Someone in one of the start-up groups that I'm a member of recently asked for tips on launching their product. I'm a fervent believer not launching. Here's why:
My advice is don't "launch." Launching sets the expectation that you are going to put your product out there, do a big push for users, and then be done. In reality you're going to constantly be doing customer acquisition and product development.
Instead, release your product to 100 users. Get their feedback, talk to them all individually (in person) if possible. Tweak the product based on their feedback and then release to 200 more. Continue until 75% of your most recent group of users can sign up and use your product and experience the value of what you've built without any assistance from you or your team. Then open it up to everyone.
For my start-up we did very well with our initial user acquisition from targeted subreddits for our niche (/r/web_design, /r/webdev, /r/startups, etc). Do some research into where your target audience is talking about the subject matter online. Become a contributing member of the community before trying to push your product. People will notice and respect you more for it. Reddit is a good place to start, but there might be even better communities that exist.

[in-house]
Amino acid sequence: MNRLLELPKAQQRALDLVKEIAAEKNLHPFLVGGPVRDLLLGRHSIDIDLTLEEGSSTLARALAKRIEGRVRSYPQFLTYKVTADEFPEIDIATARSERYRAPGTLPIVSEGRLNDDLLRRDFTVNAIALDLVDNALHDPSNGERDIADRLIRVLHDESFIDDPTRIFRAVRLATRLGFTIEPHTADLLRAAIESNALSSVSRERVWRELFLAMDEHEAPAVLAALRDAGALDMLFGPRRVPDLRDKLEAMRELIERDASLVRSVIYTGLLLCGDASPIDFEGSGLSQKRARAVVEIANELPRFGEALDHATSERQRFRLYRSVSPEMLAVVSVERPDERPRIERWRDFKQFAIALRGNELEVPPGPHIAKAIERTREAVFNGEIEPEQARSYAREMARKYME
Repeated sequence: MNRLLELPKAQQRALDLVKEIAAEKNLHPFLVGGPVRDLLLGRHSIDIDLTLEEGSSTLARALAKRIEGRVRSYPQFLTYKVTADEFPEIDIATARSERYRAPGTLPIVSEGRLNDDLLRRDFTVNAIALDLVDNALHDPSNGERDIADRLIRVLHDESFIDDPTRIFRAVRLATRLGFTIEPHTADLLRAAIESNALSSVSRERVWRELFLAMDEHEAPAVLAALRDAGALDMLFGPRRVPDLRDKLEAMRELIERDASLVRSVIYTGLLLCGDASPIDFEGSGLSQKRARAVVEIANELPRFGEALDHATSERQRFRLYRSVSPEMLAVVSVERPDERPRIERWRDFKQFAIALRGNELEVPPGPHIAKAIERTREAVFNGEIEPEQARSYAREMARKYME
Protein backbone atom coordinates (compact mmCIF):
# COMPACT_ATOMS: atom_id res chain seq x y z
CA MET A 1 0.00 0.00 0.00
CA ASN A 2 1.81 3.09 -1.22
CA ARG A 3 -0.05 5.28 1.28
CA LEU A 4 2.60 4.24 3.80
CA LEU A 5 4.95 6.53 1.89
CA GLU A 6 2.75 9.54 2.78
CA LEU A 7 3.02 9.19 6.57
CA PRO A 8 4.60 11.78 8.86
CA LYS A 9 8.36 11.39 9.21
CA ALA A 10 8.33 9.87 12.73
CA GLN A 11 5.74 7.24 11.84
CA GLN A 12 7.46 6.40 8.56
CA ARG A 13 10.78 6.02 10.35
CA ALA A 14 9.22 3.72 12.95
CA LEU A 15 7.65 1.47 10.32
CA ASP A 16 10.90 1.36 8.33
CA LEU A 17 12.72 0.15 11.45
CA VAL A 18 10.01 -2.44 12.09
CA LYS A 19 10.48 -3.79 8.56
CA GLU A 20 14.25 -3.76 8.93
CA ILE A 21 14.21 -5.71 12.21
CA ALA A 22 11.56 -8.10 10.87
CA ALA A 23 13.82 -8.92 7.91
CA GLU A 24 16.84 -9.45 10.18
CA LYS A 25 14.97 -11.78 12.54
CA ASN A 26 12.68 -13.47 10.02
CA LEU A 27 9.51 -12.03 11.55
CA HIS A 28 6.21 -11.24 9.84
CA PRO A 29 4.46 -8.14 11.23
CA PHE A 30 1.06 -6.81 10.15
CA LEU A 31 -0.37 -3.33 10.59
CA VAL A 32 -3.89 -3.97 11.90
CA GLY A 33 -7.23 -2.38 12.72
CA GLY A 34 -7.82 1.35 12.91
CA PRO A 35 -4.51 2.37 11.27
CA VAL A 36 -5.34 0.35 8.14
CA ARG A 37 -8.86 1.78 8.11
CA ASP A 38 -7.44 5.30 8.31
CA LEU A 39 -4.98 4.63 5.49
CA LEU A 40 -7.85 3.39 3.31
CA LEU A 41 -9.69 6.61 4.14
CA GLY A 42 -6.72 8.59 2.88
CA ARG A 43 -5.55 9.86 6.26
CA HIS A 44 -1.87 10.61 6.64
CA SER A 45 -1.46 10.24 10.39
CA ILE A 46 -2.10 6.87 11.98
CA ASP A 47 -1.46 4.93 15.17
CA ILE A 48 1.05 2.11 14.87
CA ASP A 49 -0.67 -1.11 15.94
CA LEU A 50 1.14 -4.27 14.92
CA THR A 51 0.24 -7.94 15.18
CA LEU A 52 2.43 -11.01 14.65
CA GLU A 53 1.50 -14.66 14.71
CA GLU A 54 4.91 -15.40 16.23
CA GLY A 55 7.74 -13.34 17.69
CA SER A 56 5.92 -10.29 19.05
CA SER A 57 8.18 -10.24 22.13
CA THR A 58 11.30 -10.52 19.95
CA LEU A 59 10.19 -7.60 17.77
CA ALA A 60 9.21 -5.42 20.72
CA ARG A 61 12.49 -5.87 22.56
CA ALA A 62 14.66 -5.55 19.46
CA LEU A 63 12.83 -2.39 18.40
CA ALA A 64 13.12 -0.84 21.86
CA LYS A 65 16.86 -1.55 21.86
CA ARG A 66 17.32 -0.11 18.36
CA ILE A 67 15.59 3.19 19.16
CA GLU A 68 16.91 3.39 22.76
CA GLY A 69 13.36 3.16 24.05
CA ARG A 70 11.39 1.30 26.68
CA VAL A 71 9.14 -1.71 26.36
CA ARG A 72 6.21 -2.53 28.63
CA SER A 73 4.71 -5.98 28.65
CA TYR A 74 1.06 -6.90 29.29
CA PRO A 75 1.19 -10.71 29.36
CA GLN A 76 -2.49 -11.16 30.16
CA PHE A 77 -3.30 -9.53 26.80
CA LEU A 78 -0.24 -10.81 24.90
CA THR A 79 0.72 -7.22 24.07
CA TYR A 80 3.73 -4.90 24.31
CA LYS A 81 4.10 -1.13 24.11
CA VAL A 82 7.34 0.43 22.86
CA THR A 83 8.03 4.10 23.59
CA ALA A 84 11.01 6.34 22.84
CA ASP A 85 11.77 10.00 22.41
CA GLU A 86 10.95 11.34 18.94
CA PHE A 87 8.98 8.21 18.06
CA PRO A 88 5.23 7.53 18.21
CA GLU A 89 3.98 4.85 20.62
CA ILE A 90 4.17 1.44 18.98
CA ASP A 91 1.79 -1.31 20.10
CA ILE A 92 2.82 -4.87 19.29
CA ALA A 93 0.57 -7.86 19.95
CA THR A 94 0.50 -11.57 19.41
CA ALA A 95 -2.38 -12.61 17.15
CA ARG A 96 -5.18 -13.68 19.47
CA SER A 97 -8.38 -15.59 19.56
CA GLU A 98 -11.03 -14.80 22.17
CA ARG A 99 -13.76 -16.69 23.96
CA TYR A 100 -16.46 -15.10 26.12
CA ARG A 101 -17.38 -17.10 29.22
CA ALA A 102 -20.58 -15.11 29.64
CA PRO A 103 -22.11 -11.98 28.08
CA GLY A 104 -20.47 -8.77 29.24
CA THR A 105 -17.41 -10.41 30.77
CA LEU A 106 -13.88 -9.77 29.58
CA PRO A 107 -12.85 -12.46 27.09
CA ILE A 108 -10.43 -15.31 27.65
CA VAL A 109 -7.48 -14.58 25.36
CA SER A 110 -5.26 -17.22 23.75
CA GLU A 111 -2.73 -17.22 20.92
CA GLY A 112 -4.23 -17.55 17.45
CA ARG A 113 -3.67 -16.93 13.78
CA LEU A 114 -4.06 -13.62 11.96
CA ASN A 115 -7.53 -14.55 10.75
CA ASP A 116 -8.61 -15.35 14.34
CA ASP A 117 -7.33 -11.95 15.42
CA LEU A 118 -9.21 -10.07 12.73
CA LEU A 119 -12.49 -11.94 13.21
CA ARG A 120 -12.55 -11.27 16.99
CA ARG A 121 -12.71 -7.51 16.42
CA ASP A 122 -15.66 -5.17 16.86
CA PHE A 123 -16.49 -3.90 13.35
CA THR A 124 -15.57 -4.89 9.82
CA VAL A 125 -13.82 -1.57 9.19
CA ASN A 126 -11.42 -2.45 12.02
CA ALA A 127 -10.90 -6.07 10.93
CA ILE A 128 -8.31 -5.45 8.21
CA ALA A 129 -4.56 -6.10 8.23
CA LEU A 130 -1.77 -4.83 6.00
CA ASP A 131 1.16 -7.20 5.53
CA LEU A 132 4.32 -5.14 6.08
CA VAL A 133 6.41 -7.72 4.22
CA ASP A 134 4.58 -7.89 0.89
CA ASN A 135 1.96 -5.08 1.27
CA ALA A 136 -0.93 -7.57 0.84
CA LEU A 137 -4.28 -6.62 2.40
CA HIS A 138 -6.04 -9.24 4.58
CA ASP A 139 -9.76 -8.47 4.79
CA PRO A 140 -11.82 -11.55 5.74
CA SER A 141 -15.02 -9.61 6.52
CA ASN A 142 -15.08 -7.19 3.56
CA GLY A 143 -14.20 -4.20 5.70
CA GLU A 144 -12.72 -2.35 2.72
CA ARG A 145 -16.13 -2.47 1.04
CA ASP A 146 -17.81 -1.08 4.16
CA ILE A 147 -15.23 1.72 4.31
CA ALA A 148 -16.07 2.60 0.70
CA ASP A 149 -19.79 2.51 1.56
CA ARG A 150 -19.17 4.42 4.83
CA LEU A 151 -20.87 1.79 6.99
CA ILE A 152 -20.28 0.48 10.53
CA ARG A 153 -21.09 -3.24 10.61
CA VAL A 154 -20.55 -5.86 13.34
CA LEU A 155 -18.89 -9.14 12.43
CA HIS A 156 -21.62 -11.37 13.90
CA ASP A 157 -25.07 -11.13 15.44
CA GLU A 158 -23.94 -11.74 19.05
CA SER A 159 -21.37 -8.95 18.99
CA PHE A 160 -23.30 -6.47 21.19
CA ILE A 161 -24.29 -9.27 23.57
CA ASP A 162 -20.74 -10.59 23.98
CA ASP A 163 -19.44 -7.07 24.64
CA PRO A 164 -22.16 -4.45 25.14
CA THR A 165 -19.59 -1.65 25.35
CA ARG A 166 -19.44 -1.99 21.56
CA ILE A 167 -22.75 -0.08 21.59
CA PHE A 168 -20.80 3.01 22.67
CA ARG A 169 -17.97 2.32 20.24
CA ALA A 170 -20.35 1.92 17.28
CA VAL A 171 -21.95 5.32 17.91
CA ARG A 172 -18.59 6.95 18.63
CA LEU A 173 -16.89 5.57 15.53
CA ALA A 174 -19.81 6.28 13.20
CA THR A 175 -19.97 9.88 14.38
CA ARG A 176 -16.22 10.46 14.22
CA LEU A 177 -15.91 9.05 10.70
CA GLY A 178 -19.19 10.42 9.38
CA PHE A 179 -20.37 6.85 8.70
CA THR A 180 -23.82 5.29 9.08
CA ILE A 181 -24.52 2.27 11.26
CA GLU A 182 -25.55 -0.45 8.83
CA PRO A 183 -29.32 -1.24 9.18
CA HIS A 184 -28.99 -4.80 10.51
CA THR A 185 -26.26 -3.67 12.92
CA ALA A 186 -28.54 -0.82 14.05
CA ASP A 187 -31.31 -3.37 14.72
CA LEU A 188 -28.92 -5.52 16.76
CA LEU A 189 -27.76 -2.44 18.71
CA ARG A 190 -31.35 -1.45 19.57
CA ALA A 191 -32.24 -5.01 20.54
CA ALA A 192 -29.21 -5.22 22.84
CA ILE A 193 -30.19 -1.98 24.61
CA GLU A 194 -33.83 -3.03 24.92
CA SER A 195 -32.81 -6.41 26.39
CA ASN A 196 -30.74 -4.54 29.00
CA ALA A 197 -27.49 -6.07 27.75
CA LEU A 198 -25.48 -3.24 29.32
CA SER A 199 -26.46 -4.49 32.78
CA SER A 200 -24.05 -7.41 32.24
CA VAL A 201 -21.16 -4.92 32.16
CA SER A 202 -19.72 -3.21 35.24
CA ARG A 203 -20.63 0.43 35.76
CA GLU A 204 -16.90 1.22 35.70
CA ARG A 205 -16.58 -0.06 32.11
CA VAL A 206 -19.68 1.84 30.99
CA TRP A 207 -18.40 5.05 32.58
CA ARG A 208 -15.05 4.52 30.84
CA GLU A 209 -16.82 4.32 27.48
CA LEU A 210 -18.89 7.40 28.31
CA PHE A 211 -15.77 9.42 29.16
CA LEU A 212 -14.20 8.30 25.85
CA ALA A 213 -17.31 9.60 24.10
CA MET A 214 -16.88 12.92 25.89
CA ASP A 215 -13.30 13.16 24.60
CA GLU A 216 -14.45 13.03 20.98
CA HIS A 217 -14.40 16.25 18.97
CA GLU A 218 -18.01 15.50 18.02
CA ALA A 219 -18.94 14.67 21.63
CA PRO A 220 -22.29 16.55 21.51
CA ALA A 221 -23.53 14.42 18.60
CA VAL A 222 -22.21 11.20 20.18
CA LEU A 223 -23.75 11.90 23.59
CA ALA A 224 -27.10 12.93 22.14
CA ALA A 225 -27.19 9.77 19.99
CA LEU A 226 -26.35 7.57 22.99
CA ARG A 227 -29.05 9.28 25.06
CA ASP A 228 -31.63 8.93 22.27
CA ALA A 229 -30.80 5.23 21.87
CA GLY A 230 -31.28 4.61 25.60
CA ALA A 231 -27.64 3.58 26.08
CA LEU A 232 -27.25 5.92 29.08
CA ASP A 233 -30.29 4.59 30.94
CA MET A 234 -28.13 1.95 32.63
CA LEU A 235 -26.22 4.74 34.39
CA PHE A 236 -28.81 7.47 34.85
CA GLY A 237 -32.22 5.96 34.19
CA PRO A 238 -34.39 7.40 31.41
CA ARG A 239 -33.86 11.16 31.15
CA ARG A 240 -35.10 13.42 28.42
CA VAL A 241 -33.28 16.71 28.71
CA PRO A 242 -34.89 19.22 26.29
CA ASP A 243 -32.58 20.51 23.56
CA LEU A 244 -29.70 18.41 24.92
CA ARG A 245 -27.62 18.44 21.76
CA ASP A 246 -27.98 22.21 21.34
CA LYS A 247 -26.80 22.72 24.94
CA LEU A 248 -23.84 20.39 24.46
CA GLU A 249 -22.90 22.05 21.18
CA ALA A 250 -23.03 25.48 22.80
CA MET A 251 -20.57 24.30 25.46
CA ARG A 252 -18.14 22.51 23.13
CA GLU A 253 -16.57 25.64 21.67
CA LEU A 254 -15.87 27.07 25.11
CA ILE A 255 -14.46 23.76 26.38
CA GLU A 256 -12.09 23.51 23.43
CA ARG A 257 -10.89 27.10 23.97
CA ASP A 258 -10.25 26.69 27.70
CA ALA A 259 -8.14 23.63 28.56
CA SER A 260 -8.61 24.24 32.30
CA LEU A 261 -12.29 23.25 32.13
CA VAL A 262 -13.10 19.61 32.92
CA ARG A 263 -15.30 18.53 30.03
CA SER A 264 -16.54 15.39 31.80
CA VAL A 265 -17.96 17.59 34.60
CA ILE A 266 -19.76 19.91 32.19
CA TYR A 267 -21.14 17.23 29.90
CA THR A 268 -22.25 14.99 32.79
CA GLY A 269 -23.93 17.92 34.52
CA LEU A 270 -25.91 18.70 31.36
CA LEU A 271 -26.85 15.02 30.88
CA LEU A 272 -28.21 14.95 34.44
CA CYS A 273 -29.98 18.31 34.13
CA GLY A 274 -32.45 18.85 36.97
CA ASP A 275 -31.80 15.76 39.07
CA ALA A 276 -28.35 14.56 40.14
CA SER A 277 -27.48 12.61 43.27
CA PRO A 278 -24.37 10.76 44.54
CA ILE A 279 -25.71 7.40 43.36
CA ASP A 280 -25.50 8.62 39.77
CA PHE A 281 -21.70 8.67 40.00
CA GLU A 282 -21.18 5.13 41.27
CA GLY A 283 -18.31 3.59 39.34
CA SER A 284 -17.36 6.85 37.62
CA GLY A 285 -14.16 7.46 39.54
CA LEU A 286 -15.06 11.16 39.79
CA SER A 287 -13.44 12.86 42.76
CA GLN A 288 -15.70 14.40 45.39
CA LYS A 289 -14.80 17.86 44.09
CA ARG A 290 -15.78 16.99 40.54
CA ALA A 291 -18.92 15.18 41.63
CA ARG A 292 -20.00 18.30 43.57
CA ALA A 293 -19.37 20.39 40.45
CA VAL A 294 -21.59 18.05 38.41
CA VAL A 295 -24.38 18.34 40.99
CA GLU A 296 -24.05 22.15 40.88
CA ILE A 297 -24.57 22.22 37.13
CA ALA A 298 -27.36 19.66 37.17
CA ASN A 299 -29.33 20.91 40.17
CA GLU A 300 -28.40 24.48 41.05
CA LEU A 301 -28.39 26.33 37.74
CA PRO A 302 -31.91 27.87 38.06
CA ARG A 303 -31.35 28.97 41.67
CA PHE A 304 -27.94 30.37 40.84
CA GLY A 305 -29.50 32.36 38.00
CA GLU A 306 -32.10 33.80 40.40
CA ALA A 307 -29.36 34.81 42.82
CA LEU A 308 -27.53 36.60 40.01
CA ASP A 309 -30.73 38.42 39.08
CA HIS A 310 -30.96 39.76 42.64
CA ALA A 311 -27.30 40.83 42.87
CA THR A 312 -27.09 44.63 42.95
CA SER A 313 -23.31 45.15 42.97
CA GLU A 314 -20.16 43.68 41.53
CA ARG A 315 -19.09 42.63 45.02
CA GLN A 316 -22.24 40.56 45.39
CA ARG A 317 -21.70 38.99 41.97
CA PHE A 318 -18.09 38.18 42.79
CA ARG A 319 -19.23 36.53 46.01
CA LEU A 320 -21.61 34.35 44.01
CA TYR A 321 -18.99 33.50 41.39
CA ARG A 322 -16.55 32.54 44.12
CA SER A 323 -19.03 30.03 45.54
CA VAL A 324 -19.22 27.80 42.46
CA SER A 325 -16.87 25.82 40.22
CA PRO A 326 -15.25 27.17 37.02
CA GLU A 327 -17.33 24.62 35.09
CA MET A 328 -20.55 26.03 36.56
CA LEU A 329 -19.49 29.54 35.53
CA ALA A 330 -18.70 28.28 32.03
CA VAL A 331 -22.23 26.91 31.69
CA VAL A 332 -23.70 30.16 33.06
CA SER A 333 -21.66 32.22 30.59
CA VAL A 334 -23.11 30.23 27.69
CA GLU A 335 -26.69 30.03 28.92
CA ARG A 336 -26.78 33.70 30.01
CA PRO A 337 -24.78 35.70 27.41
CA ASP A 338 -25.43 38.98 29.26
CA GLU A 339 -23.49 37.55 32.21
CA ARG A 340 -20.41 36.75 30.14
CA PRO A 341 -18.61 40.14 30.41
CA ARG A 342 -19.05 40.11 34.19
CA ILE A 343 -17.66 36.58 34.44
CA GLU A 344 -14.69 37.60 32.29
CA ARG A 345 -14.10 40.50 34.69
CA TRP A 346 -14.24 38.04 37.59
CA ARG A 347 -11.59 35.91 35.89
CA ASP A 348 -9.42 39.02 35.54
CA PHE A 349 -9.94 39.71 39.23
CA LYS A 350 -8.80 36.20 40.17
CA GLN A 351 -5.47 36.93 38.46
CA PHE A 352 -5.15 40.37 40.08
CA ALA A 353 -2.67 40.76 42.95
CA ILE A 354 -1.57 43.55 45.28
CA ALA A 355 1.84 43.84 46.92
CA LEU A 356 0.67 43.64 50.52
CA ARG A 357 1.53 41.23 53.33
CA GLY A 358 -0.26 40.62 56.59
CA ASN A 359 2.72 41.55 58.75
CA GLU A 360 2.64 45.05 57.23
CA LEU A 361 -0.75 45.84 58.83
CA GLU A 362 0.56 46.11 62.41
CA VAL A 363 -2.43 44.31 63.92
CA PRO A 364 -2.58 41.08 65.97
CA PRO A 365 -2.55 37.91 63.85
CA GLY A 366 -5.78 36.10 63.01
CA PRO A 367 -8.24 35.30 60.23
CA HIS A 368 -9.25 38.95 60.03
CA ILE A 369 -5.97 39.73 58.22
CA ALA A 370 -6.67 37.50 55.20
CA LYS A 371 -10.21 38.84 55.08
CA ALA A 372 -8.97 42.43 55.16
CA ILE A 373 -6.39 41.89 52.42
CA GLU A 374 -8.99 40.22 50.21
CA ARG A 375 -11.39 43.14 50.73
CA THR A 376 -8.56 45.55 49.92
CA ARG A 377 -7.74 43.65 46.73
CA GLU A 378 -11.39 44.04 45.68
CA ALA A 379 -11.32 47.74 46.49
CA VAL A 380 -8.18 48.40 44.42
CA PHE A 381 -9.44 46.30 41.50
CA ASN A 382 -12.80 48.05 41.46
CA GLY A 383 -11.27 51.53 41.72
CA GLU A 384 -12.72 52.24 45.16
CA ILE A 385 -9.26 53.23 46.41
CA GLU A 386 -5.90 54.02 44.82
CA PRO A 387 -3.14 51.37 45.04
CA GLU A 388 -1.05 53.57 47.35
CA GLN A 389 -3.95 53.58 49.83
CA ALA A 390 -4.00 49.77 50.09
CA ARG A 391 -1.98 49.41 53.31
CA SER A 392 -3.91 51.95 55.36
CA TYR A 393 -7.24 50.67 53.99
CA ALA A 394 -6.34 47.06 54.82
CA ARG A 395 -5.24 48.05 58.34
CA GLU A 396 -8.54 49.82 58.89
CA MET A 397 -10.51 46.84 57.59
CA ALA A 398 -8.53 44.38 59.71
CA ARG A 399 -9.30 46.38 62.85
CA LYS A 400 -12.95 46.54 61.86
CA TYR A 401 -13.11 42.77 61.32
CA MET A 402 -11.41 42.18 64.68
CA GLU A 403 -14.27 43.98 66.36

To get that initial group of people I asked people I met at events in Austin if they'd have 10 minutes to run through the sign up process and chat about how they understood my product. I tried both calling and emailing. I got a slightly better response rate from emailing. I'd also recommend a service like Zopim for live chat, which was quite successful for us. Another service that was useful in the beginning was usertesting.com - especially if you're having a hard time getting in touch with people. The mistakes that people will make while using your product will make you cringe, but that's the point. Figure out what they are doing wrong, and then fix your product so that there's no possible way for them to make that mistake.